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The Arts Paper july | august 2017

artists next door

Linoleum Block Party

liz antle-o’donnell explores our relationship to nature and each other

hank hoffman


he telephone poles and transmission towers in many of Liz Antle-O’Donnell’s prints represent the technology of connection and communication. But are we connected? Are we communicating? Nestled among forest green, they pose the question: Which world represents our nature? Antle-O’Donnell’s primary motivation in showing her work “is to have a conversation with somebody. It’s a conversation starter,” she said in an interview at her home studio. “’Hey, this is what I was thinking about— what do you think?’” In recent years, some of the conversations she has sought to provoke focus on the tension between the urban and natural worlds and the isolating implications of gated communities. Antle-O’Donnell, who recently showed new work relating to gated communities at the Kehler Liddell Gallery in Westville, considers printmaking and collage her primary mediums but has also dabbled in sculpture and installation. With her husband, Ryan O’Donnell, she created two videos for the Kehler Liddell show. In some recent works, she has incorporated found objects, both natural (leaves, tree bark) and manmade (window frames). As a printmaker, Antle-O’Donnell specializes in linoleum block printing. Unlike etchings and engravings, which require acid baths and expensive presses, linoleum block prints can be made in her own studio. “I love the feeling and texture of it. I love to be able to draw and plan it out to a T,” Antle-O’Donnell enthused. It isn’t just the woodcut-like texture of the prints that appeals to her. The carved blocks themselves become almost sculptural. So much so, that Antle-O’Donnell has started to experiment with incorporating them into sculptures after completing her print run. Antle-O’Donnell grew up in New Haven, went to school in New York City and “lived for a minute” in Los Angeles. “I’ve always fancied myself a country person but really,

Liz Antle-O’Donnell. Photo by Tracy Lane.

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Build Your Dream Home, linoleum prints (324), 4” x 4” each (installation detail). Images courtesy of the artist.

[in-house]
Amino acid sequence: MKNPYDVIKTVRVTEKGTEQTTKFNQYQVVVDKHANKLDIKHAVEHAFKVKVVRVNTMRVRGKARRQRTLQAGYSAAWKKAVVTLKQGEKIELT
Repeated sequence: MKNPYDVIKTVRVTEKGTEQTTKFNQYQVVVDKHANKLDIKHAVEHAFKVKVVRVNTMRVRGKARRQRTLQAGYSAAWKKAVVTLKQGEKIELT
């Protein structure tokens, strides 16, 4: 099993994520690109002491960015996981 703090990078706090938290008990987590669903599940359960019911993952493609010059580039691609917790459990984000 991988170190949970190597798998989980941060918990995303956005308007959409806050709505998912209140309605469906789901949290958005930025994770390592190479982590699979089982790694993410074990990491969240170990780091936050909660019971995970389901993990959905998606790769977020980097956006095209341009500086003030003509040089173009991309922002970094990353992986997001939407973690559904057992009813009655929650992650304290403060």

I’m more of a city person,” she said. “Maybe it’s a tension within myself,” she added with a chuckle, alluding to the impetus driving her subject matter. She appreciates the formal attraction inherent in the juxtaposition of the geometric, manufactured forms with the organic. “I do see beauty in the power lines. New Haven Harbor—I’ve always thought that’s very beautiful with the big oil tanks,” Antle-O’Donnell said. “That industrial look—I’ve always been drawn to that while others might not think it’s picturesque.” In speaking of her prints featuring telephone poles and power lines, Antle-O’Donnell said, “I’m interested in how these manmade structures are almost more natural in many ways than the trees themselves.” They reflect our nature, a mindset alienated from the natural yet inextricably part of it. “We’re creating a new natural world for ourselves,” she said. One work that explores this theme is Wireless Connection, composed of multiple panels of sycamore bark overlaid with prints of telephone poles and tinted in parts with paint. When living in New Haven, Antle-O’Donnell regularly walked past sycamore trees shedding their bark in mid to late summer. A longtime collector of natural objects, she began filling bags with the shed bark for possible incorporation into her work. “With the natural pieces, the idea is to use found materials to speak to how we’re using the natural landscape,” she said. Wireless Connection germinated from the “baby of a thought”—how to use the sycamore bark as a canvas.